A few weeks back I was privileged to attend CAMT 2011 (Conference for the Advancement of Mathematics Teaching). The main reasons that I made time for it on my schedule was that it was being held in my hometown of Grapevine, TX (=money saved by staying with family) and the featured speaker was Dan Meyer (=my hero in math education).

Overall it was a good experience. Not bad, not great. Good. Being a conference designed for primary and secondary teachers, I was expecting presentations that were practical for me to take back to my classroom. On the whole, I didn’t quite get what I expected. Some presentations were psychological/research driven, meaning they went along the lines of, “the numbers show that kids are failing at (blank) and possible reasons include (blank), and we can correct this by creating a culture of (blank) in education.” It was all good information, but the solution strategy seemed more speculative than practical. On the flip-side, some presentations were too practical. By that I mean that the presenter essentially gave a quasi-lesson and left me to go copy it without really fleshing out the philosophy behind why it is a good lesson, so I can then develop other lessons in a similar philosophical vein.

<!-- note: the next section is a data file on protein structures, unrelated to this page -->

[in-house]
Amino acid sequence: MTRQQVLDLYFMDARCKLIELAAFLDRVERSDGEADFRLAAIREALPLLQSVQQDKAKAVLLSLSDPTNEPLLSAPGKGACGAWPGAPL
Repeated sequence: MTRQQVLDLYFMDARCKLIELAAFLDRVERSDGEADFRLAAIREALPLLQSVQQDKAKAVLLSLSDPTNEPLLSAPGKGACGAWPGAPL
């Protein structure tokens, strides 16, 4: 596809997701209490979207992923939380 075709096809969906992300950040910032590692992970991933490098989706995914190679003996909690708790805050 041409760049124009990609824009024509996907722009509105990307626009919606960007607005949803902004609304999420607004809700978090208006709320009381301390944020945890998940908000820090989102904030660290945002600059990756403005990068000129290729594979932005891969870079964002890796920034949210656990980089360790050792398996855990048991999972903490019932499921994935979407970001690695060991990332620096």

Of course, this could just be representative of the talks I chose to attend and not the conference as a whole.